From Phillip Maddox, creator of LiftUpNashville.com:
After watching more news in one weekend than I've probably ever sat through in my entire life, I was completely amazed at the widespread destruction. Twitter and Facebook were both buzzing with friends of mine who had to evacuate or had lost everything in some cases.I decided to put my skills to work where I felt they would benefit those in need the most. I kicked things off with a design I created based around the concept of lifting up not only the spirits of our neighbors who had loss, but also a visual representation of lifting Nashville out of the waters. Then, I put out an open invitation to my constituents and on the site for designers to submit their work to help.
Alphachimp Studio was founded in Chicago in 1998 and spent five years in Pittsburgh. Since 2007, we have called Nashville home. Starting May 1st, storms rolled into Middle Tennessee that would bring over 20 inches of rain in some areas in just 2 days. The Cumberland River, which runs through the heart of downtown Nashville, rose over 51 feet, it's highest in over 80 years. The devastation is nearly immeasurable and early estimates are already at $1.5 billion and climbing.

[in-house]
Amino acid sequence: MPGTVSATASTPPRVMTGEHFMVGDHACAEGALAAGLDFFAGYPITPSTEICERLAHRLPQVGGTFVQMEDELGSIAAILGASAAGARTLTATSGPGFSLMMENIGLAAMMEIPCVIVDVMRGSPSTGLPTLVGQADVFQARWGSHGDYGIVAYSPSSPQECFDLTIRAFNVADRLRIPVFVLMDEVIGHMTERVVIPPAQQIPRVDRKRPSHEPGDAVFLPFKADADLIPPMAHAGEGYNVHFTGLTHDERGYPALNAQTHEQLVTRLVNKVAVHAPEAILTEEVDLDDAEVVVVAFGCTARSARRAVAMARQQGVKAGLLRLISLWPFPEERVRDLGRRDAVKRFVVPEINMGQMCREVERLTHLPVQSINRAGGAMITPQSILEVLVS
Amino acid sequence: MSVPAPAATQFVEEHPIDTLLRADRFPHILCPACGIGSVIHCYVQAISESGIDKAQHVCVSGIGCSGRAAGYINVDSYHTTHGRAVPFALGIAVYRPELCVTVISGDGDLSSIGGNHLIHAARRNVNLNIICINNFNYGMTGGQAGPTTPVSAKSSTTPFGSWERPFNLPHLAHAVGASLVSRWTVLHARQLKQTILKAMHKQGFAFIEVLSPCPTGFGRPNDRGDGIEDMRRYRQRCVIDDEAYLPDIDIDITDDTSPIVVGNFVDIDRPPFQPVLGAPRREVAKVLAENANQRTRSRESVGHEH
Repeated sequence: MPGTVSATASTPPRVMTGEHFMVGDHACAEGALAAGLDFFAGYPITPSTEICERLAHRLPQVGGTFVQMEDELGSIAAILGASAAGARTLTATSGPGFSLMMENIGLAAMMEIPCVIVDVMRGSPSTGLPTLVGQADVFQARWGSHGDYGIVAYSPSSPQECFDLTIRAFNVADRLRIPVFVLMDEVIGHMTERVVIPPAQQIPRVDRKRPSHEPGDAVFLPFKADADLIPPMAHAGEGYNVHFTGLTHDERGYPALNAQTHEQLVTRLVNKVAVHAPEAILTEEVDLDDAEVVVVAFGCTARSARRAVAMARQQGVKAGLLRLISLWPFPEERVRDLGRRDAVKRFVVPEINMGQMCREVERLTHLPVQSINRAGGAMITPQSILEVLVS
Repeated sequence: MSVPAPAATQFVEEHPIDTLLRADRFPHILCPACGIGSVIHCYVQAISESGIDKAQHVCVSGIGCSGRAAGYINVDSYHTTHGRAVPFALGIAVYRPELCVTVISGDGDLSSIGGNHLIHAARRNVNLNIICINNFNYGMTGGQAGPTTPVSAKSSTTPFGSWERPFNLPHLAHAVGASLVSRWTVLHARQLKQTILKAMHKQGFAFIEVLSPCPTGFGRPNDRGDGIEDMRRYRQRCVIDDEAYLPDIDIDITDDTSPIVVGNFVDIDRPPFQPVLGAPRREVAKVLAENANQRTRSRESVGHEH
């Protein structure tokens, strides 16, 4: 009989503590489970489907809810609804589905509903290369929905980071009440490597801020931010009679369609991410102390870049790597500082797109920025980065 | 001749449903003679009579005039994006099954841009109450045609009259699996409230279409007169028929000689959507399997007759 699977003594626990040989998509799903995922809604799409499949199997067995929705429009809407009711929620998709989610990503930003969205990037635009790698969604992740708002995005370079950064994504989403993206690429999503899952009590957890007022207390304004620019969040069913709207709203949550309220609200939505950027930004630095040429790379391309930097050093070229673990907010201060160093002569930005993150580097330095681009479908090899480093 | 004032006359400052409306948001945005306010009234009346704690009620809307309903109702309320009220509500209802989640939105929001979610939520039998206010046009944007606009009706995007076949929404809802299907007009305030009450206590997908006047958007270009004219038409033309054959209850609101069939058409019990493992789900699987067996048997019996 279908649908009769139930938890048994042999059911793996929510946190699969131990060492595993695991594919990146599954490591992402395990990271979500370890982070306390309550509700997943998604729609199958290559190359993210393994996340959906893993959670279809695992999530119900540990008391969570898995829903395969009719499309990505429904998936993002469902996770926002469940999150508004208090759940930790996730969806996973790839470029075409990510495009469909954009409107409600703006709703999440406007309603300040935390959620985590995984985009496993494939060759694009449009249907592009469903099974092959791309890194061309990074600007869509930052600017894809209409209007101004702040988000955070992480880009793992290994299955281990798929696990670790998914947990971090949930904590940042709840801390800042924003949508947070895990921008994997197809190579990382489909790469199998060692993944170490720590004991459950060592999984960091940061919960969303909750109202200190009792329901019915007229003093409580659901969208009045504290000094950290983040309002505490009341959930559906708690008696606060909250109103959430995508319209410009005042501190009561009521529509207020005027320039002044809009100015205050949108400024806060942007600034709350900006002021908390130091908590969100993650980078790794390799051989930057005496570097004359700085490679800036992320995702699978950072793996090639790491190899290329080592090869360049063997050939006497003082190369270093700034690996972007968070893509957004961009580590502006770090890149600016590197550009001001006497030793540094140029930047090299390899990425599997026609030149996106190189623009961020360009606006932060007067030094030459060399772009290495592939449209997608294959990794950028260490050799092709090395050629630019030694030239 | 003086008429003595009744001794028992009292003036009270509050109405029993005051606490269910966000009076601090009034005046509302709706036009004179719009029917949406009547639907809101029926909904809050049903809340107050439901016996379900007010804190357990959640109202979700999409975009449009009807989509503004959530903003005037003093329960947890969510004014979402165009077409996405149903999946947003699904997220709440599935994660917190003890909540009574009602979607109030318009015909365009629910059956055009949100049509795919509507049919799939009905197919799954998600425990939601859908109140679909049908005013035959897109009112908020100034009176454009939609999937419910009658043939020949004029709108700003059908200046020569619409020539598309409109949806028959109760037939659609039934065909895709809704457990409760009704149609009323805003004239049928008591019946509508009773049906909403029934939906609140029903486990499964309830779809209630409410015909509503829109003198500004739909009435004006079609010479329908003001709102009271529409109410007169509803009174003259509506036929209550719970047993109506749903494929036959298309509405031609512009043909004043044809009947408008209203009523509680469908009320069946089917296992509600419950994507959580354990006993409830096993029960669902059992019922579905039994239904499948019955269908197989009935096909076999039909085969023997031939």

Sunday night the local news and internet was filled with images and video reveling the scope of the disaster: the flooded city, inundated little towns, marooned suburban neighborhoods, and sunken landmarks, including the Grand Ole Opry, the epicenter of country music and crowned jewel of Music City. see more photos >>
We were proud to see Tennesseans pulling together and pulling each other out of harm’s way.
Within days, visual and musical artists brought their talents forward as a vehicle for raising awareness and much needed support, including a 4-hour local telethon hosted by musician Vince Gill that raised $1.7 million.
Alphachimp is proud to be a small part of the effort, along with several other local designers, with an original poster design by Alicia Diane Durand for Lift Up Nashville. http://liftupnashville.com/
All proceeds will go directly to Flood Relief - Metro Nashville Disaster Response Fund.
On the amazing side, we watched social networkers and bloggers coordinate efforts, largely due to Hands on Nashville, to resue the stranded, deliver much needed supplies, and identify crisis areas.
On the curious side... no one in the country seemed to know about it! Read more on the social media role in recovery efforts in this article from the Nashville City Paper titled: Marketing Community Tragedy.
Later in the month, we participated in a conversation in Chicago bringing together innovators on the edge of mapping and stopping the effects of natural and man-made disasters. For more, read post on PopTech's Social Crisis, Social Mapping & Social Change.
The main lesson: When tragedy stikes and a feeling of helplessness sets in, get into action, use the skills and network you have, and always ask: "How can I be of service?"